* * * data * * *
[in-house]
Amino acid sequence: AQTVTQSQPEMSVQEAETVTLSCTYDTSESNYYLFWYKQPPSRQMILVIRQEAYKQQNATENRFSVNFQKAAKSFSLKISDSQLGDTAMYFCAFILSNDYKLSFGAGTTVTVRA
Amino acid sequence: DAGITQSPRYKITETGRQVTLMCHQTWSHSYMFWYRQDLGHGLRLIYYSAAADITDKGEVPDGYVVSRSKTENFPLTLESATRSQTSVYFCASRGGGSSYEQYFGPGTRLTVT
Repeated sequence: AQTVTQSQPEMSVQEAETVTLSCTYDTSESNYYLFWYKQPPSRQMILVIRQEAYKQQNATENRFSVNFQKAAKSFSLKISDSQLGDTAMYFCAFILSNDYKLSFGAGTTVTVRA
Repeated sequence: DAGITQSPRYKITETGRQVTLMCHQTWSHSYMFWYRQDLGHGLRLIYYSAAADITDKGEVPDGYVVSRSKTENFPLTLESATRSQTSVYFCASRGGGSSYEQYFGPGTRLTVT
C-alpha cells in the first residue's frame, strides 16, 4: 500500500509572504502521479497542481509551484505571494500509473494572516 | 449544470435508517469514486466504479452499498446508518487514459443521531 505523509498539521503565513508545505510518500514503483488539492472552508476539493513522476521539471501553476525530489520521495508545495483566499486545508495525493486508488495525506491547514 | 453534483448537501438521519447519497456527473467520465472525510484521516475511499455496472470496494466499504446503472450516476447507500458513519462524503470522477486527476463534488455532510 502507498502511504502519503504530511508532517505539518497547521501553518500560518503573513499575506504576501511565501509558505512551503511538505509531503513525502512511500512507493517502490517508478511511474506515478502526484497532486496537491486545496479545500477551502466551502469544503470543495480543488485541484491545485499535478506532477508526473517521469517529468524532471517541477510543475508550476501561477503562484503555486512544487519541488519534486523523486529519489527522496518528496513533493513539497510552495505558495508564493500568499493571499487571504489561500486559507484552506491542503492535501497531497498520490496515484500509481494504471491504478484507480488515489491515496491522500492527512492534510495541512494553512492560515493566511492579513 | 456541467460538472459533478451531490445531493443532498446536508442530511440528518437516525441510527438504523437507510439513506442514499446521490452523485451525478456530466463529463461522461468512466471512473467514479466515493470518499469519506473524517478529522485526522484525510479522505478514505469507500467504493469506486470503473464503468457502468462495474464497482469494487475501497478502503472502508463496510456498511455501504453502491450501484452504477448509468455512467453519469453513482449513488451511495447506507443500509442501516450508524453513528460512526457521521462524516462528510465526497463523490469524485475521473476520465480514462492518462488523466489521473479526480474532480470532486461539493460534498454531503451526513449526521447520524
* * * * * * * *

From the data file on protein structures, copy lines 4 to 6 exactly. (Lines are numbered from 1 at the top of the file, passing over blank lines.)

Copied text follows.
Repeated sequence: AQTVTQSQPEMSVQEAETVTLSCTYDTSESNYYLFWYKQPPSRQMILVIRQEAYKQQNATENRFSVNFQKAAKSFSLKISDSQLGDTAMYFCAFILSNDYKLSFGAGTTVTVRA
Repeated sequence: DAGITQSPRYKITETGRQVTLMCHQTWSHSYMFWYRQDLGHGLRLIYYSAAADITDKGEVPDGYVVSRSKTENFPLTLESATRSQTSVYFCASRGGGSSYEQYFGPGTRLTVT
C-alpha cells in the first residue's frame, strides 16, 4: 500500500509572504502521479497542481509551484505571494500509473494572516 | 449544470435508517469514486466504479452499498446508518487514459443521531 505523509498539521503565513508545505510518500514503483488539492472552508476539493513522476521539471501553476525530489520521495508545495483566499486545508495525493486508488495525506491547514 | 453534483448537501438521519447519497456527473467520465472525510484521516475511499455496472470496494466499504446503472450516476447507500458513519462524503470522477486527476463534488455532510 502507498502511504502519503504530511508532517505539518497547521501553518500560518503573513499575506504576501511565501509558505512551503511538505509531503513525502512511500512507493517502490517508478511511474506515478502526484497532486496537491486545496479545500477551502466551502469544503470543495480543488485541484491545485499535478506532477508526473517521469517529468524532471517541477510543475508550476501561477503562484503555486512544487519541488519534486523523486529519489527522496518528496513533493513539497510552495505558495508564493500568499493571499487571504489561500486559507484552506491542503492535501497531497498520490496515484500509481494504471491504478484507480488515489491515496491522500492527512492534510495541512494553512492560515493566511492579513 | 456541467460538472459533478451531490445531493443532498446536508442530511440528518437516525441510527438504523437507510439513506442514499446521490452523485451525478456530466463529463461522461468512466471512473467514479466515493470518499469519506473524517478529522485526522484525510479522505478514505469507500467504493469506486470503473464503468457502468462495474464497482469494487475501497478502503472502508463496510456498511455501504453502491450501484452504477448509468455512467453519469453513482449513488451511495447506507443500509442501516450508524453513528460512526457521521462524516462528510465526497463523490469524485475521473476520465480514462492518462488523466489521473479526480474532480470532486461539493460534498454531503451526513449526521447520524